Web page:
North Atlantic Treaty Organization's Future. (Legislation and Policy)

By Feith, Douglas J. | DISAM Journal, Summer 2002 | Go to article overview

North Atlantic Treaty Organization's Future. (Legislation and Policy)


Feith, Douglas J., DISAM Journal


[The following are excerpt of the speech given to the Prague, Czechoslovakia Meeting held in November 2002.]

Mr. Chairman, Members of the Committee, I appreciate the opportunity to discuss with you North Atlantic Treaty Organization's (NATO's) future in the run-up to the Alliance's summit meeting in Prague next November. The preamble to the 1949 NATO Treaty states:

[The Parties] are determined to safeguard the freedom, common heritage and civilization of their peoples, founded on the principles of democracy, individual liberty and the rule of law. They seek to promote stability and well-being in the North Atlantic Area.

North Atlantic Treaty Organization (NATO) achieved these purposes during the Cold War. Since then, it fulfilled them in the Balkans through its peacekeeping work in Bosnia and in the war against ethnic cleansing in Kosovo. NATO has adapted itself to play an important role supporting the current U.S.-led war on terrorism. In the future, an expanding list of NATO members will continue to promote Euro-Atlantic stability. The Alliance will continue to safeguard the community of North Atlantic democracies against threats of all types, including, I suppose, threats we cannot now even anticipate.

Since 1949, broad, bipartisan support for NATO has been an element of U.S. national security policy. This is a sign that the phrase Atlantic community is meaningful. The United States and its European and Canadian Allies indeed constitute a community. We are not just a collection of members of a multinational forum. We share fundamental beliefs for example, about the nature of human beings, their rights and their relationship to their respective governments. And the security of the community's different elements is of a piece. Among the Atlantic community's members, there are large common interests economic and political as well as military and there is true fellow feeling that motivates action. For an alliance of this kind to remain vital for over fifty years, there must be more than a treaty underlying it. There must be sentiment a sense of community--that makes the Alliance richer than a simple legal obligation.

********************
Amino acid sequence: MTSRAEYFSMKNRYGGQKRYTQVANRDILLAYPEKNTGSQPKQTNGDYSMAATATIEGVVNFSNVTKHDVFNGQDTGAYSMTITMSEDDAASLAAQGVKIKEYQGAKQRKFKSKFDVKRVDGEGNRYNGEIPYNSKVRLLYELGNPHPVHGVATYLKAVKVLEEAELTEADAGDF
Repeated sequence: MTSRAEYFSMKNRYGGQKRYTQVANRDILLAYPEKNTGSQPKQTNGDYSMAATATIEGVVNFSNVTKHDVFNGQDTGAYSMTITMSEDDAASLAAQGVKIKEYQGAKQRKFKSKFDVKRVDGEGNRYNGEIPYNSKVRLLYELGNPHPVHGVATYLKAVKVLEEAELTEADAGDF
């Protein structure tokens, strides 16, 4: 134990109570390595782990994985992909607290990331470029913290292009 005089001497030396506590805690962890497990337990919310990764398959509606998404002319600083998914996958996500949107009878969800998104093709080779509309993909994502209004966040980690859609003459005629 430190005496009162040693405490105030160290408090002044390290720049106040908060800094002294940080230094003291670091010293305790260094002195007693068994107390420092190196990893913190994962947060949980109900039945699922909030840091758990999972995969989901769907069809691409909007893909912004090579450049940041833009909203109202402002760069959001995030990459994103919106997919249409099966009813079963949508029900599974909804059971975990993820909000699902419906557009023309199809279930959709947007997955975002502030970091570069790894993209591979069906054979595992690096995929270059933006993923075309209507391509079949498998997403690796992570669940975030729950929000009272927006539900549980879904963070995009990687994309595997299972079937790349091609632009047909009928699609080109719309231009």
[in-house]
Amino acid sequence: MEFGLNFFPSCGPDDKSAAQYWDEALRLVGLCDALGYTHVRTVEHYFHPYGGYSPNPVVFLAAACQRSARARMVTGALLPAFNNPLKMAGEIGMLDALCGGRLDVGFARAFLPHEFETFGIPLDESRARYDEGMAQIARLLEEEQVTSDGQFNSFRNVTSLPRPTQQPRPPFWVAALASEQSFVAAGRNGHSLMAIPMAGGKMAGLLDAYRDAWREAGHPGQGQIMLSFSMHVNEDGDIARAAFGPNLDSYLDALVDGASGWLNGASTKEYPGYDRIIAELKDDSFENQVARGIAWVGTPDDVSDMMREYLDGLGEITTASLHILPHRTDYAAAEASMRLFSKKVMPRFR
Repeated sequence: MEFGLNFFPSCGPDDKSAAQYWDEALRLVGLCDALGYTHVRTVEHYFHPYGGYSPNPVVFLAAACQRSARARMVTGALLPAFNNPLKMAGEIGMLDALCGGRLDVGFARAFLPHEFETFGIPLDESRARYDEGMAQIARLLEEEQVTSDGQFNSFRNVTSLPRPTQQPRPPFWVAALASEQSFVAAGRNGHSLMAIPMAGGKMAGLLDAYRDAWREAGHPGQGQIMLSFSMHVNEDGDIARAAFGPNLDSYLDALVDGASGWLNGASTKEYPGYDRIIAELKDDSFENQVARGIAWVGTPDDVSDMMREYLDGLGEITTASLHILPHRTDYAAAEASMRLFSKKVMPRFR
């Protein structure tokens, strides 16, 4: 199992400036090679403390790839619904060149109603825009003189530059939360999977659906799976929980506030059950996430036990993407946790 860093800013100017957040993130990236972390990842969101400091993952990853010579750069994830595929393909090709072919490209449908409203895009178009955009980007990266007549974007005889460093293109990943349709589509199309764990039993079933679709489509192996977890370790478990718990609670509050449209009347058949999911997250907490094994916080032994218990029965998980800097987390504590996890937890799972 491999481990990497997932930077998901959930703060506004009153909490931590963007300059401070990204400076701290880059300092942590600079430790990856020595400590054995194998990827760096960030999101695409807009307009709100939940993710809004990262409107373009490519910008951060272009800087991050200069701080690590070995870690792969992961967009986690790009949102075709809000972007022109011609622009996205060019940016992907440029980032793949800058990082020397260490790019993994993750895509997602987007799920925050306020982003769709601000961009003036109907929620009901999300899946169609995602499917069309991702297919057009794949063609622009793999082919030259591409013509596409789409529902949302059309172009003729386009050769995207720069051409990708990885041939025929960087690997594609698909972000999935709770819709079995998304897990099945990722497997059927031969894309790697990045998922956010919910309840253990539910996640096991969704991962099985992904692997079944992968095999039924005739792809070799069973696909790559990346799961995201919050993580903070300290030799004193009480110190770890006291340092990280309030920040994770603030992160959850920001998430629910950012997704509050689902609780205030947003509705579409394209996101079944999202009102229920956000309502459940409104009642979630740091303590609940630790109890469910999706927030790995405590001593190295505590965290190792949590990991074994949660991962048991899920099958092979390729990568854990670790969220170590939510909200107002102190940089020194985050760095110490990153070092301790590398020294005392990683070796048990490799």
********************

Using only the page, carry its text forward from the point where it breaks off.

This point, I think, was illustrated in the immediate aftermath of the September 11 attack on the United States.

NATO and our NATO allies responded to the attack quickly, loyally and usefully. Less than 24 hours after the World Trade Center and Pentagon were hit, the NATO Alliance, for the first time in history, invoked Article 5 - the collective defense provision of the 1949 NATO Treaty. Since last fall, seven NATO Airborne Warning and Control System (AWACS) aircraft have been patrolling U.S. skies. The war effort and the post-Taliban reconstruction and security effort in Afghanistan are benefiting from individual NATO Allies' and Partners' contributions. Such Allied contributions have come within and outside formal NATO structures. All those contributions, however, are the result of more than fifty years of joint planning, training and operations within NATO.

Those contributions have entailed great sacrifice. America is not the only NATO ally to have lost soldiers in Operation Enduring Freedom. The forces of our Canadian and European allies also have suffered losses, as have other coalition states in Operation Enduring Freedom.